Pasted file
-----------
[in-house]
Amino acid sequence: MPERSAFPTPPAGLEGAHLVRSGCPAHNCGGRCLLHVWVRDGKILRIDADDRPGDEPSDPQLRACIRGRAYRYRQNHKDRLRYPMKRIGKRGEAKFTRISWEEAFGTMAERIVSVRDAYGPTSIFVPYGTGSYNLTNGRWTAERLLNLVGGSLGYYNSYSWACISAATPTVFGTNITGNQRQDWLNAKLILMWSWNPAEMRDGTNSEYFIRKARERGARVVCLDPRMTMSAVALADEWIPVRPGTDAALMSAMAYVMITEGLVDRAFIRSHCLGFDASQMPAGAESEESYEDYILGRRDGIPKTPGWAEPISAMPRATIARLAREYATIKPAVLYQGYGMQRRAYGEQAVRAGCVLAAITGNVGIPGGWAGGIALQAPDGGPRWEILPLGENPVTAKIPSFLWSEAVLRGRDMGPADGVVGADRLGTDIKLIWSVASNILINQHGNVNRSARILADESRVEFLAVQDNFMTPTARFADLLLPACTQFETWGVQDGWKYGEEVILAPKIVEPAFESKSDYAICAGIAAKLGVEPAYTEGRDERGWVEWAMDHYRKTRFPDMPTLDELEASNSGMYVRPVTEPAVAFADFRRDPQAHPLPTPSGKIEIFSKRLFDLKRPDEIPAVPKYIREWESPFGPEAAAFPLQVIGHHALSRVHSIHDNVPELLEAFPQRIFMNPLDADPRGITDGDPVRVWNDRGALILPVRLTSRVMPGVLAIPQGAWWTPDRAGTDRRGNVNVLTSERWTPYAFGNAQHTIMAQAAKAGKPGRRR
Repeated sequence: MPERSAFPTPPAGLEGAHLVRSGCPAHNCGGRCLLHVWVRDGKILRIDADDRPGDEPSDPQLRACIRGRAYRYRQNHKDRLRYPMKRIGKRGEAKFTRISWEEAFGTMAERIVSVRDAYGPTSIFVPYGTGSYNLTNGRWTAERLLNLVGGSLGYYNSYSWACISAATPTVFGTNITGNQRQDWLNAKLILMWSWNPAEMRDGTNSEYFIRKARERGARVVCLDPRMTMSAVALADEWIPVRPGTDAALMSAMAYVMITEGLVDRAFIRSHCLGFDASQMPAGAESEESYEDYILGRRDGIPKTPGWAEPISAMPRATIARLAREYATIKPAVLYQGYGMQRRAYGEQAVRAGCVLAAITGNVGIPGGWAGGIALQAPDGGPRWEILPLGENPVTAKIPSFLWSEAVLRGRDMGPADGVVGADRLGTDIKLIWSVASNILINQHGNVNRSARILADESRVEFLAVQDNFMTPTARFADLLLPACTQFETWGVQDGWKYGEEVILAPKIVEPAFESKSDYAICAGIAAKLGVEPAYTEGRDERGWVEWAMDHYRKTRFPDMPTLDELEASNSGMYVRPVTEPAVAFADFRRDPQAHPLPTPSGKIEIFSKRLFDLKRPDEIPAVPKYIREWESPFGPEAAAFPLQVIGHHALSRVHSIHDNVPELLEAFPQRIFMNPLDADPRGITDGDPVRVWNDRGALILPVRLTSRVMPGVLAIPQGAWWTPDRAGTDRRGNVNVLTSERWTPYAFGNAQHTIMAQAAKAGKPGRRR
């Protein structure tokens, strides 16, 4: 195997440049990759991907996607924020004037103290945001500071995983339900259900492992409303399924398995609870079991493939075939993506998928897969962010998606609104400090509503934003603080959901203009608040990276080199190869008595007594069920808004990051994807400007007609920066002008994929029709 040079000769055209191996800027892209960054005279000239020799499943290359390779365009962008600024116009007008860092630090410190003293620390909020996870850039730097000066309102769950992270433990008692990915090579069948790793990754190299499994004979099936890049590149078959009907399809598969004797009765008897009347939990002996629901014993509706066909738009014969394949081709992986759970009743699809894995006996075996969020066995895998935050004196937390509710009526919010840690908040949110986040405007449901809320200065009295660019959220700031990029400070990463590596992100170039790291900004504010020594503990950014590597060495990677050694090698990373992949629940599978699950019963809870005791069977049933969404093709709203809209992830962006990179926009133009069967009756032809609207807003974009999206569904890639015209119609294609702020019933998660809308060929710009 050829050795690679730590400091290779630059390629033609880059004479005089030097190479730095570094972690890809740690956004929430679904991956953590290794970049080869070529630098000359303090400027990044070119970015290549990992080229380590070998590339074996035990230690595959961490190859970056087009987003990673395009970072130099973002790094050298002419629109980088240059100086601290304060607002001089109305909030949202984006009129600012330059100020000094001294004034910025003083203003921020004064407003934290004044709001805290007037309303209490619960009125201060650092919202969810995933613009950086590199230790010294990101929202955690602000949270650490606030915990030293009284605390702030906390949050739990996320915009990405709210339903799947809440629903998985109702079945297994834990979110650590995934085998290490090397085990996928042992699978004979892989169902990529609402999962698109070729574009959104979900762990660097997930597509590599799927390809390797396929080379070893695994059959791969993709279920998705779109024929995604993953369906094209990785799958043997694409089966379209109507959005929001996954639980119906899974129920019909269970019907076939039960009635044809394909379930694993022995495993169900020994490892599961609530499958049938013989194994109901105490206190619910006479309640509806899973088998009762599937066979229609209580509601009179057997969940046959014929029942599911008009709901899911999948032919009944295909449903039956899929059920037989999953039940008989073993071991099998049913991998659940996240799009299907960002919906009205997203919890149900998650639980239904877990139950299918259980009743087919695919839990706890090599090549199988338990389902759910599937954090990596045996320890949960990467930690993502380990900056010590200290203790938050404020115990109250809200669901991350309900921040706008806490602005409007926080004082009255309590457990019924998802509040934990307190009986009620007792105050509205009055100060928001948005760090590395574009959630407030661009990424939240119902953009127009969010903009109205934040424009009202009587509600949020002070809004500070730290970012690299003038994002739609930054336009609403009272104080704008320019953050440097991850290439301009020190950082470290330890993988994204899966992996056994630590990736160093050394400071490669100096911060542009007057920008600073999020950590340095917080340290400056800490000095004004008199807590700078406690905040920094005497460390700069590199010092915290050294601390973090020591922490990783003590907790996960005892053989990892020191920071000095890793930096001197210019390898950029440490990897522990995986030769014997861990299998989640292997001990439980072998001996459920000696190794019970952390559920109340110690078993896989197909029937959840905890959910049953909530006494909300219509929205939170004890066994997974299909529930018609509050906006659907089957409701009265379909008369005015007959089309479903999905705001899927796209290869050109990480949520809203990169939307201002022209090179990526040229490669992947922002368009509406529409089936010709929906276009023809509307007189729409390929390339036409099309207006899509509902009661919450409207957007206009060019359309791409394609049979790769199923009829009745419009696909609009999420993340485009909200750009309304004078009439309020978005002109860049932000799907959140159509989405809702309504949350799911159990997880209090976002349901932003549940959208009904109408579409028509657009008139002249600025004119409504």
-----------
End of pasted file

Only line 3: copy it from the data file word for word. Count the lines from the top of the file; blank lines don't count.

Repeated sequence: MPERSAFPTPPAGLEGAHLVRSGCPAHNCGGRCLLHVWVRDGKILRIDADDRPGDEPSDPQLRACIRGRAYRYRQNHKDRLRYPMKRIGKRGEAKFTRISWEEAFGTMAERIVSVRDAYGPTSIFVPYGTGSYNLTNGRWTAERLLNLVGGSLGYYNSYSWACISAATPTVFGTNITGNQRQDWLNAKLILMWSWNPAEMRDGTNSEYFIRKARERGARVVCLDPRMTMSAVALADEWIPVRPGTDAALMSAMAYVMITEGLVDRAFIRSHCLGFDASQMPAGAESEESYEDYILGRRDGIPKTPGWAEPISAMPRATIARLAREYATIKPAVLYQGYGMQRRAYGEQAVRAGCVLAAITGNVGIPGGWAGGIALQAPDGGPRWEILPLGENPVTAKIPSFLWSEAVLRGRDMGPADGVVGADRLGTDIKLIWSVASNILINQHGNVNRSARILADESRVEFLAVQDNFMTPTARFADLLLPACTQFETWGVQDGWKYGEEVILAPKIVEPAFESKSDYAICAGIAAKLGVEPAYTEGRDERGWVEWAMDHYRKTRFPDMPTLDELEASNSGMYVRPVTEPAVAFADFRRDPQAHPLPTPSGKIEIFSKRLFDLKRPDEIPAVPKYIREWESPFGPEAAAFPLQVIGHHALSRVHSIHDNVPELLEAFPQRIFMNPLDADPRGITDGDPVRVWNDRGALILPVRLTSRVMPGVLAIPQGAWWTPDRAGTDRRGNVNVLTSERWTPYAFGNAQHTIMAQAAKAGKPGRRR